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CBE Fall Seminar Series: Elizabeth Lipke

Mary and John H. Sanders Professor
Department of Chemical Engineering
Auburn University
Alabama USA

November 29, 2022 @ 4:00 PM 5:00 PM

Rapid Production of Engineered Tissue
Microspheroids for Stem Cell Cardiac Differentiation and Maturation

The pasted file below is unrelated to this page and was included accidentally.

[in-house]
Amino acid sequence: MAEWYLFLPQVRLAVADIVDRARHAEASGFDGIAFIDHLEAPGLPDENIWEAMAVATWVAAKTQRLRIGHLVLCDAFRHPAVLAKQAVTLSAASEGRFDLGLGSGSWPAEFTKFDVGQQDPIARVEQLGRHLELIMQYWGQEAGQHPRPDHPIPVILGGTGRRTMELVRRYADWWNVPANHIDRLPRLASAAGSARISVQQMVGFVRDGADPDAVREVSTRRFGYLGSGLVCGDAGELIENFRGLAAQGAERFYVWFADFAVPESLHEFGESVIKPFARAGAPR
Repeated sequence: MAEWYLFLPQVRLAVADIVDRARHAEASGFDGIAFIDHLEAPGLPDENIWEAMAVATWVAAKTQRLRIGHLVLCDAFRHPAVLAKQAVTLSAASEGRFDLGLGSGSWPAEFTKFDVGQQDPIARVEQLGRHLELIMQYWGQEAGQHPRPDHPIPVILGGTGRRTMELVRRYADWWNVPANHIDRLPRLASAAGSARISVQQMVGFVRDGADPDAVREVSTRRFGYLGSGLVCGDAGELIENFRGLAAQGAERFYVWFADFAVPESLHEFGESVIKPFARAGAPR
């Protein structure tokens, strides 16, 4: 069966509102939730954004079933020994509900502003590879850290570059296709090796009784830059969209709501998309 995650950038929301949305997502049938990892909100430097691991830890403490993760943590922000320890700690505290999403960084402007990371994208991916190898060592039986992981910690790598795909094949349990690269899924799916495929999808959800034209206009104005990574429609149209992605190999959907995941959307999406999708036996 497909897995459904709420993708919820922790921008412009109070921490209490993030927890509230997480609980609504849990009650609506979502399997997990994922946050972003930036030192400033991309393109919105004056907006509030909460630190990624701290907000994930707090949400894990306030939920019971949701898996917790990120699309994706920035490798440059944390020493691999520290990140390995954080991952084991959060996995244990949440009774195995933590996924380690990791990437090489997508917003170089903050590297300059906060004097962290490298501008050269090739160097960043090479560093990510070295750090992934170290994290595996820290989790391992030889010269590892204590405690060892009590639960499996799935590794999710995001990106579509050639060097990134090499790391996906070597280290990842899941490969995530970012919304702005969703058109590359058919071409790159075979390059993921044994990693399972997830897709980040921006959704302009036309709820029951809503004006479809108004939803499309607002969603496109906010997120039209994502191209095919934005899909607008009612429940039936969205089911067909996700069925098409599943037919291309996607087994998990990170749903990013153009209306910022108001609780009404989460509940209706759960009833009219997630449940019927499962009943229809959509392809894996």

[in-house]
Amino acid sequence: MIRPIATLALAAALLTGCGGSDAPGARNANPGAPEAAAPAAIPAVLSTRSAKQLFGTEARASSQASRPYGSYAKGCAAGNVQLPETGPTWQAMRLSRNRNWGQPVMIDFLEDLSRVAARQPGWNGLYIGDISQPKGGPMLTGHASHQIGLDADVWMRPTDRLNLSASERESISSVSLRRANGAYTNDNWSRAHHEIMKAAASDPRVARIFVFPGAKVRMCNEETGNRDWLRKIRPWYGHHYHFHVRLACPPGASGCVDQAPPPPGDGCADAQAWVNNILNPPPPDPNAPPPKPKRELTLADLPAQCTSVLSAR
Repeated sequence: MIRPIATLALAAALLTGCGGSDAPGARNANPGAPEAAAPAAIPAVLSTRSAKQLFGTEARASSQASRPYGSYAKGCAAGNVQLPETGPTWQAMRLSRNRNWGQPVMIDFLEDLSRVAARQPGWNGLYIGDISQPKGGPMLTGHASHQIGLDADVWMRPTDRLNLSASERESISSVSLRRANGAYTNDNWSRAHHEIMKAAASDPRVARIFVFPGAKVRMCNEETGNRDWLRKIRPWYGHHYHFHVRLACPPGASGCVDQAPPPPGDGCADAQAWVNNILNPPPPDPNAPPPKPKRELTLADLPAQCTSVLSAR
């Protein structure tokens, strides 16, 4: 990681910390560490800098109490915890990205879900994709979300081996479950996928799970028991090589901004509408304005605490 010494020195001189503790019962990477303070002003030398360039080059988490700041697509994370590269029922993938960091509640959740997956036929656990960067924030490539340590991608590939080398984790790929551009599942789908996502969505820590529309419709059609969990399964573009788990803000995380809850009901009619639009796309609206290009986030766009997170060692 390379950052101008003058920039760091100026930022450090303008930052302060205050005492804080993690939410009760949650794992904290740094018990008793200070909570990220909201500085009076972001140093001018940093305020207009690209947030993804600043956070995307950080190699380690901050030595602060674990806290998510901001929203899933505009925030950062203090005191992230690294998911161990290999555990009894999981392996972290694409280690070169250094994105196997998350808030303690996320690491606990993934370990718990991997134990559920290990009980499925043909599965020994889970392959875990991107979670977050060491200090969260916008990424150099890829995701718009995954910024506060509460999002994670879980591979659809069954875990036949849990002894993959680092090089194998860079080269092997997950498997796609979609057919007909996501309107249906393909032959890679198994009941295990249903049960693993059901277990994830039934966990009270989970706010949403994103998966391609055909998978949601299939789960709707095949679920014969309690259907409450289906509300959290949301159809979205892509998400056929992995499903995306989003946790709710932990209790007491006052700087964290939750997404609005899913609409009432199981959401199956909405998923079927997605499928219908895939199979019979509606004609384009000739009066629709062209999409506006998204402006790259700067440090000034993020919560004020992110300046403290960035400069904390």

Biomimetic materials offer a novel approach for directing cardiac regeneration, drawing upon the characteristics of developing myocardium to influence the mechanical, structural, and electrical properties of stem cell-derived cardiomyocytes. We have demonstrated that human induced pluripotent stem cells (hiPSCs) can successfully be differentiated into contracting cardiomyocytes within a controlled biomimetic hydrogel microenvironment, achieving developmentally appropriate temporal changes in gene expression, high cardiomyocyte yield, and calcium handling properties similar to age-matched CMs produced using 2D monolayer cardiac differentiation. Furthermore, CMs within our 3D developing human engineered cardiac tissues became progressively anisotropic without external electromechanical stimuli and developed ultrastructural features of mature CMs. To move to scalable, suspension culture-based cardiac tissue production, we built a novel microfluidic platform to rapidly produce cell-laden hydrogel microspheroids; this geometry is optimal for multiple applications, including tissue spheroid-based drug-testing assays, bioreactor-based cell production and injectable therapeutic cell delivery. Hydrogel microspheroids with tightly controlled aspect ratio (spheres and rods) and size can be rapidly produced with high (20 million cells/mL) cell densities, enabling cell encapsulation rates of over 1 million cells per minute. By providing a tunable, biomimetic cellular microenvironment, these hydrogel microspheroids have been shown to support stem cell proliferation and differentiation, including cardiac differentiation of human induced pluripotent stem cells in suspension-based systems. In comparison to aggregate differentiation, we found microsphere differentiation yielded a higher number of cardiomyocytes per initial hiPSC. When varying the microspheroid aspect ratio, cardiomyocytes differentiated in microrods were found to have greater structural maturation as compared those differentiated in microspheres. We have also employed this microsphere production platform for encapsulating cells for use in automated drug testing and large animal therapeutic cell delivery studies.

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